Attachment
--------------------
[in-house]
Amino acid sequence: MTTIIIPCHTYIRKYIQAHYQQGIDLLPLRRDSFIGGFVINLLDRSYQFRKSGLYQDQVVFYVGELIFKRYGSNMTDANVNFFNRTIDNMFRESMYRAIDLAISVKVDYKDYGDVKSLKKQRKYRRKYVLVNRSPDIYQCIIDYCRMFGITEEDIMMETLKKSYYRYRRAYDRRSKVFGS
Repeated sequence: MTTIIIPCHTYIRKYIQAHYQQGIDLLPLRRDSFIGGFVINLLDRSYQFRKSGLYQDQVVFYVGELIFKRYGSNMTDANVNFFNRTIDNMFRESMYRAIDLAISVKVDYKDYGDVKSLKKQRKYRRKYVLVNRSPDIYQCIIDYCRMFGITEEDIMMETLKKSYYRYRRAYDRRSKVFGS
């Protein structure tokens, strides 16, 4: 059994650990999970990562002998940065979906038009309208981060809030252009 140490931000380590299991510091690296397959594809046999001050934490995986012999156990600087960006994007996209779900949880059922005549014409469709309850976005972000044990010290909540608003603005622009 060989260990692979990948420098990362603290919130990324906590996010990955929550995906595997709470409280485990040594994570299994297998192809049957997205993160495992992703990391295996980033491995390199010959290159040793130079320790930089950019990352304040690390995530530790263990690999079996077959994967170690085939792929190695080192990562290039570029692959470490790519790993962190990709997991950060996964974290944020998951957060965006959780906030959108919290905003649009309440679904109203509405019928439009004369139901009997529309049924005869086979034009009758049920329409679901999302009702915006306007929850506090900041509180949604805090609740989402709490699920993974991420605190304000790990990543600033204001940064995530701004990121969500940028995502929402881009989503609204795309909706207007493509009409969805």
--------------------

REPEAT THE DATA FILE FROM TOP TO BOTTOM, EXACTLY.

[in-house]
Amino acid sequence: MTTIIIPCHTYIRKYIQAHYQQGIDLLPLRRDSFIGGFVINLLDRSYQFRKSGLYQDQVVFYVGELIFKRYGSNMTDANVNFFNRTIDNMFRESMYRAIDLAISVKVDYKDYGDVKSLKKQRKYRRKYVLVNRSPDIYQCIIDYCRMFGITEEDIMMETLKKSYYRYRRAYDRRSKVFGS
Repeated sequence: MTTIIIPCHTYIRKYIQAHYQQGIDLLPLRRDSFIGGFVINLLDRSYQFRKSGLYQDQVVFYVGELIFKRYGSNMTDANVNFFNRTIDNMFRESMYRAIDLAISVKVDYKDYGDVKSLKKQRKYRRKYVLVNRSPDIYQCIIDYCRMFGITEEDIMMETLKKSYYRYRRAYDRRSKVFGS
């Protein structure tokens, strides 16, 4: 059994650990999970990562002998940065979906038009309208981060809030252009 140490931000380590299991510091690296397959594809046999001050934490995986012999156990600087960006994007996209779900949880059922005549014409469709309850976005972000044990010290909540608003603005622009 060989260990692979990948420098990362603290919130990324906590996010990955929550995906595997709470409280485990040594994570299994297998192809049957997205993160495992992703990391295996980033491995390199010959290159040793130079320790930089950019990352304040690390995530530790263990690999079996077959994967170690085939792929190695080192990562290039570029692959470490790519790993962190990709997991950060996964974290944020998951957060965006959780906030959108919290905003649009309440679904109203509405019928439009004369139901009997529309049924005869086979034009009758049920329409679901999302009702915006306007929850506090900041509180949604805090609740989402709490699920993974991420605190304000790990990543600033204001940064995530701004990121969500940028995502929402881009989503609204795309909706207007493509009409969805």